Reeltime, "Milking the Rhino," 7:30 p.m. Wednesday, Jan. 21 (David E. Simpson, 2008, United States, 83 minutes, DVD). The Maasai of Kenya and the Himba in Namibia -- among the world's oldest cattle cultures -- are struggling to preserve their traditional lifestyles in an age of wildlife conservation. This gorgeously shot and intimate new documentary is a portrait of rural Africans who are at the foreground of community-based conservation. Chicago-based film director David E. Simpson will attend the screening. Admission is free.

Rock and Roll Series, "Meeting People is Easy," 8 p.m. Thursday, Jan. 22 (Grant Gee, 1998, United Kingdom, 95 minutes, 35 mm).
Nominated for a Grammy as "Best Long Form Music Video," this film follows the British rock band Radiohead on a world tour to promote their critically acclaimed album "OK Computer." A combination of concert footage, backstage conversations and press interviews, this documentary lets viewers in on the side of rock stardom that's rather dull and unglamorous. Filmmaker Grant Gee chronicles the band's burnout and the near-breakdown of lead singer Thom Yorke.

Mapplethorpe Series, "The Anger Magick Lantern Cycle," 8 p.m. Friday, Jan. 23 (Kenneth Anger, 1947 to 1980, United States, 160 minutes, 16 mm).
"The Anger Magick Lantern Cycle" includes all of American "underground" filmmaker Kenneth Anger's films, from the early "Fireworks," which imagines a rape by U.S. sailors and got Anger arrested on obscenity charges, to "Lucifier Rising," with its soundtrack recorded in prison by Bobby Beausoliel, a former member of the Manson Family. All of Anger's stories are subsumed by his fantastical style. Anger has been called the true heir of Eisenstein's theories about the cinema. Nicholas K. Davis, assistant professor of English and gender studies, Northwestern University's Weinberg College of Arts and Sciences, will introduce the film.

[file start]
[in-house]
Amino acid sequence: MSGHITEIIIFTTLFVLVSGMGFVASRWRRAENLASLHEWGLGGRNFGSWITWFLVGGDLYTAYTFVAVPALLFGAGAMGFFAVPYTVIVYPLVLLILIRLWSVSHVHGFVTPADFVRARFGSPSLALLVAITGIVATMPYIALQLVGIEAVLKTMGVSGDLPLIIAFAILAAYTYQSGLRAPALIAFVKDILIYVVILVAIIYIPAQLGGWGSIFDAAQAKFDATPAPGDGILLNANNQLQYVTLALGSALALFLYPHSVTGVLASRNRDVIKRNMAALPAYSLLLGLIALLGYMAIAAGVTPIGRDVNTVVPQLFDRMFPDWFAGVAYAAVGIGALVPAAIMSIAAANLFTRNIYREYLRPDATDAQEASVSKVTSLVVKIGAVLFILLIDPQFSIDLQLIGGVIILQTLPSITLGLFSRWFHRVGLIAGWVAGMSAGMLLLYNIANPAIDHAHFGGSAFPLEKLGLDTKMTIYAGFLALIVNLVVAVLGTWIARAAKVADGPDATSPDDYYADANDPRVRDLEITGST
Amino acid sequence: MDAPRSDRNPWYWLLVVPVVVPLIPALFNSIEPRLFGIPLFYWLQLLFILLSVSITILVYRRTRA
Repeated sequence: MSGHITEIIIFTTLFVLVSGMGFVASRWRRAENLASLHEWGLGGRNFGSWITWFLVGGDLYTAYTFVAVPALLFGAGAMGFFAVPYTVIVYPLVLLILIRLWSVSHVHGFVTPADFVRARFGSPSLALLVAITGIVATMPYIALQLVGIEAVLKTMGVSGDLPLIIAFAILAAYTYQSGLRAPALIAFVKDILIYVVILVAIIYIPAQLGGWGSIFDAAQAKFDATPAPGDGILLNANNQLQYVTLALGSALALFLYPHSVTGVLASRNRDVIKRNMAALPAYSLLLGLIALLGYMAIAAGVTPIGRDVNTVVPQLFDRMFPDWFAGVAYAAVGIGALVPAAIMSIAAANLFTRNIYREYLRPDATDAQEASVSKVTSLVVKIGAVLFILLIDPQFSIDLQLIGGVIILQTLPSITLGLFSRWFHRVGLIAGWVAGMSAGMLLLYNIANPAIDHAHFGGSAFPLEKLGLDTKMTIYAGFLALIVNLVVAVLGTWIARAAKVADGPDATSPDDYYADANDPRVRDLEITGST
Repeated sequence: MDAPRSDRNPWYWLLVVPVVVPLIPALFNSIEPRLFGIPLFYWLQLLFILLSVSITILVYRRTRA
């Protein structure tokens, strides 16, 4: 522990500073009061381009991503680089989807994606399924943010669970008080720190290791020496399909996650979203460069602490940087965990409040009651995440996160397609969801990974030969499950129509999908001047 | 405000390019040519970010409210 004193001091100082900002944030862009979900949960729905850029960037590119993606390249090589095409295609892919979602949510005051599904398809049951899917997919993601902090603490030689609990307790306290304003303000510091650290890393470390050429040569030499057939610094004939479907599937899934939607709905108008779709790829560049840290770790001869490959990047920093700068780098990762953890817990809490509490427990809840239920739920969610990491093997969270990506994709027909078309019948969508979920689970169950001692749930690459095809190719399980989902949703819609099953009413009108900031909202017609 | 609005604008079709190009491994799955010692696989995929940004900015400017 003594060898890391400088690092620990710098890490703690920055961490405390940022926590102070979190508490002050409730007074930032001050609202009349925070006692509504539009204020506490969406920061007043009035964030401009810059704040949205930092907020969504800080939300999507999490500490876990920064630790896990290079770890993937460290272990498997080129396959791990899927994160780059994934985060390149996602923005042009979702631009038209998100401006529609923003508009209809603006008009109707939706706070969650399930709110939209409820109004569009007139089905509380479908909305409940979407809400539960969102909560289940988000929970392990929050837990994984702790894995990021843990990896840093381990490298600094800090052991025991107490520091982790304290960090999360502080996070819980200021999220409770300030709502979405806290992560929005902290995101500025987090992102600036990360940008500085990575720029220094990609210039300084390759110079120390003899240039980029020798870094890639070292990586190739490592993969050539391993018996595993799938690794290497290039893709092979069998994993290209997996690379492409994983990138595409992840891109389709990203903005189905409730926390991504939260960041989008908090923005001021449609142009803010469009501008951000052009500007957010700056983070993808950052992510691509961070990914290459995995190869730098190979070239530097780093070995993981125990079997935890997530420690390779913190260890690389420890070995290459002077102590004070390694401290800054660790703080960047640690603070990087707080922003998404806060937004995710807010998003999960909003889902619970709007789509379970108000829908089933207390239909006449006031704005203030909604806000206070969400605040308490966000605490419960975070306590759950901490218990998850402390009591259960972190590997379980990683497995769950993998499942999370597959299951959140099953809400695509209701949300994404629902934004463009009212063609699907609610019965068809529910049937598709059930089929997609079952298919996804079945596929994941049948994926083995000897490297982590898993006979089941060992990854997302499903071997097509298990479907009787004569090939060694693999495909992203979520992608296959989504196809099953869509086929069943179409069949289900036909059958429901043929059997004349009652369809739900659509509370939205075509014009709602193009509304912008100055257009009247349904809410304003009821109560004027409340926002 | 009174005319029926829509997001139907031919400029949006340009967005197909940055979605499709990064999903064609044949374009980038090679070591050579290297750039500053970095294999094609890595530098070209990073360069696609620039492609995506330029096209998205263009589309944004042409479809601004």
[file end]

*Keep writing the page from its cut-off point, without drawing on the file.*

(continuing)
Rock and Roll Series, "A Hard Day's Night," 8 p.m. Wednesday, Jan. 28 (Richard Lester, 1964, United States, 87 minutes, 35 mm). Lester's now-classic film is a time capsule from the beginning of "Beatlemania" in the United States. It shows viewers a young John, Paul, George and Ringo, looking alternately innocent and rebellious, and captures rock 'n' roll in the early 1960s.

Mapplethorpe Series, "Poison," 8 p.m. Thursday, Jan. 29 (Todd Haynes, 1991, United States, 85 minutes, 35 mm). The National Endowment for the Arts (NEA) was under fire in the late 1980s and early 1990s for the Ohio Contemporary Arts Center's Robert Mapplethorpe retrospective and for the grant they gave Todd Haynes for his film "Poison," which depicts homosexual sex in prison. The controversy launched Haynes' career and positioned "Poison" at the beginning of the New Queer Cinema movement. Adapted from Jean Genet's writings, this dark and visionary film is structured in three parts: a lurid 1950s documentary about a boy who killed his father; a black and white short in which a scientist isolates the essence of human sexuality; and the final and most controversial section, in which a prisoner is sexually attracted to another inmate. Jennifer Brier, assistant professor, in the department of history and the Program in Gender and Women's Studies at the University of Illinois at Chicago, will introduce the film.

Mapplethorpe Series, "Patti Smith: Dream of Life," 8 p.m. Jan. 30 (Steven Sebring, 2008, United States, 109 minutes, 35 mm). It took photographer and first-time director Steven Sebring 11 years to make this documentary about American singer-songwriter, musician, poet and artist Patti Smith. The film is a "roving dreamscape" celebration of Smith, who has been called "the only major surviving link from the beat era to the 1970s Manhattan art scene to the birth of punk to the present." She maintained a friendship and artistic collaboration with Robert Mapplethorpe during the years that she moved from underground punk rocker to rock star, only to leave it all behind to raise a family in Michigan. After her husband's death, Smith has returned to the spotlight, as fierce a punk poet and advocate as ever.
Topics: Campus Life